“We can only be said to be alive in those moments
when our hearts are conscious of our treasures.” ~Thornton Wilde
The word “pollyanna” is defined as:
- an excessively or blindly optimistic person
- unreasonably or illogically optimistic
Pollyanna was the daughter of an idealistic missionary who, in his dying days, taught his daughter the “glad game.” The game is simple. In a situation that seems unpleasant, even dire, find a reason to feel glad. It’s a courageous way to face overwhelming circumstances.
Pollyanna certainly faced tragedies. She lived in poverty with her parents and relied on the mercy of donated goods. When her parents died, Pollyanna was sent to live with her wealthy, disapproving aunt. The aunt decided her niece should reside in the stifling attic rather than be allowed to use any of the comfortable bedrooms that were available. When the girl opened an attic window to find relief from the unrelenting heat she was punished. But Pollyanna shared the glad game with anyone willing to listen. She explained to her aunt’s servant, Nancy, how her father started the game back when she’d hoped to find a doll in the missionary barrel.
“Why, we began it on some crutches that came in a missionary barrel.”
“Yes. You see I’d wanted a doll, and father had written them so; but when the barrel came the lady wrote that there hadn’t any dolls come in, but the little crutches had. So she sent ‘em along as they might come in handy for some child, sometime. And that’s when we began it….The game was to just find something about everything to be glad about—no matter what ‘twas,” rejoined Pollyanna, earnestly. “And we began right then—on the crutches.”
“Well, goodness me! I can’t see anythin’ ter be glad about—getting’ a pair of crutches when you wanted a doll!”
Pollyanna clapped her hands.
“There is—there is,” she crowed. “But I couldn’t see it, either, Nancy, at first,” she added, with a quick honesty. “Father had to tell it to me.”
“Well, then suppose YOU tell ME,” almost snapped Nancy.
“Goosey! Why, just be glad because you don’t—NEED—‘EM!” exulted Pollyanna, triumphantly.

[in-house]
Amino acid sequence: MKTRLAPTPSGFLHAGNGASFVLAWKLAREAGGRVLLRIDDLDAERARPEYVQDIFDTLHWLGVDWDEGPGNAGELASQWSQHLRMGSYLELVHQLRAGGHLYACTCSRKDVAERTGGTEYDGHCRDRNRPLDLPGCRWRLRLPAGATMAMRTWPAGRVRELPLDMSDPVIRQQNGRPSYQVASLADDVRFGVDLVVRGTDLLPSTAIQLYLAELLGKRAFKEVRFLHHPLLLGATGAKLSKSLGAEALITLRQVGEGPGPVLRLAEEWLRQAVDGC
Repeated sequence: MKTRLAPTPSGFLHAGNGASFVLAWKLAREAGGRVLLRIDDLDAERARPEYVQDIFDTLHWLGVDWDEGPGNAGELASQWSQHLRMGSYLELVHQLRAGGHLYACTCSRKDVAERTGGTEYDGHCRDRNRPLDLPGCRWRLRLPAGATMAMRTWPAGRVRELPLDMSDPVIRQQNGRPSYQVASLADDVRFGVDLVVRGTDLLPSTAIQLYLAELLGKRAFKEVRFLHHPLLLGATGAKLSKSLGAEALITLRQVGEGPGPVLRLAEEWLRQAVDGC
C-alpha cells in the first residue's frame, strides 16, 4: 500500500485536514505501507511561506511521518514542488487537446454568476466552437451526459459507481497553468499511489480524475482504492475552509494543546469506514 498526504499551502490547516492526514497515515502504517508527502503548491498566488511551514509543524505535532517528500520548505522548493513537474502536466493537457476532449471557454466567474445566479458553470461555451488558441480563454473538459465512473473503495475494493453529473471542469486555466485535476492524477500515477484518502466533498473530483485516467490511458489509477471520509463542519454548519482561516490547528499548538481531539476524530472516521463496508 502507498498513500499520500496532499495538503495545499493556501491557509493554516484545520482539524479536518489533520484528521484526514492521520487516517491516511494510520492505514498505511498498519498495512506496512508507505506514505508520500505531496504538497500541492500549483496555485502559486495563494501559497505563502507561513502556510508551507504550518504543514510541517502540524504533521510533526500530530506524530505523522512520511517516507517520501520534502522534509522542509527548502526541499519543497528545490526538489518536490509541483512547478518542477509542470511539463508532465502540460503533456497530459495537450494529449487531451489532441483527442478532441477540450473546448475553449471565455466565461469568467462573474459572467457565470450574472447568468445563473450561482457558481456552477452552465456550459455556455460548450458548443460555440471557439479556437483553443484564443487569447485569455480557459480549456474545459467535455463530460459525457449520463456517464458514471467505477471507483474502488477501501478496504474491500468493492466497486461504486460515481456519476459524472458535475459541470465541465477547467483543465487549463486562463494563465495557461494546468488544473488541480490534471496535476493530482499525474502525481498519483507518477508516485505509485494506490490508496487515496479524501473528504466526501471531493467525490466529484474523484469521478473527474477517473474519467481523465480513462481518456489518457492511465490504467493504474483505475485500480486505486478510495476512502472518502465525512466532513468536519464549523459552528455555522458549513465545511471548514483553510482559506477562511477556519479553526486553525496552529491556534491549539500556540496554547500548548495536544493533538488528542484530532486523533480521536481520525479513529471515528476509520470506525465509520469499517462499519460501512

According to neuroscience, Pollyanna was on to something.
Being mindful of what we’re grateful for helps us pay closer attention to what’s beautiful and meaningful in our daily lives. There’s peace to be found in ripples of rain on a puddle, a neighbor’s smile, birdsong, the smell of coffee brewing, a child’s hug.
According to research, the practice of writing a daily gratitude list boosts our sense of well-being and gives us a brighter outlook on life while also increasing our pro-social behaviors. An attitude of gratitude makes for happier kids and more satisfying relationships. Gratitude is correlated with more empathy, greater generosity, and less materialistic attitudes. It also helps us handle stress better, sleep better, reduces inflammation, and benefits our hearts.
The power of gratitude is so vast that it persists over time. One study asked participants to write down three things that went well each day, along with what caused them to go well, for one full week. They were only two percent happier that week, but follow-up tests showed their happiness continued to increase for six months afterwards. Symptoms of depression decreased even more, declining by 28 percent in that week and continuing to improve slightly over the next six months.
Even when going through overwhelming difficulties, being mindful of our blessings can retrain our brains to be more positive. Gratitude causes the brain to produce dopamine and serotonin, neurotransmitters related to pleasure and balanced mood. Focusing on appreciation tunes our minds to feel appreciative more often. As neuroscientist Alex Korb writes in The Upward Spiral,
“It’s not finding gratitude that matters most; it’s remembering to look in the first place. Remembering to be grateful is a form of emotional intelligence. One study found that it actually affected neuron density in both the ventromedial and lateral prefrontal cortex. These density changes suggest that as emotional intelligence increases, the neurons in these areas become more efficient. With higher emotional intelligence, it simply takes less effort to be grateful.”
Unlike Pollyanna, we shouldn’t gloss over or ignore our difficulties. Research shows that consciously recognizing and naming our negative feelings actually lessens their impact on us, reducing our emotional reactivity to worry, fear, and despair. And there’s power in letting others know they’ve had a negative effect on us, even after significant time has passed.
Before things got better for Pollyanna, they got worse. A car accident left her in need of those very crutches and even her glad game didn’t save her from despair. But by then, her kindly ways had earned love from many people and the love they returned made the difference.
This week I am grateful beyond words. My oldest son had emergency brain surgery last week and after five days in ICU his prognosis is excellent. I’m grateful to live in a time and place when saving him is possible; grateful for skilled and caring medical people at Medina Hospital and Fairview Hospital; grateful for so many wonderful people offering their love, prayers, and help. Every single thing in our lives takes on a sort of luminous glow through the lens of gratitude. As the mystic Meister Eckhart said back in the 13th century, “If the only prayer you ever say in your entire life is thank you, that would suffice.”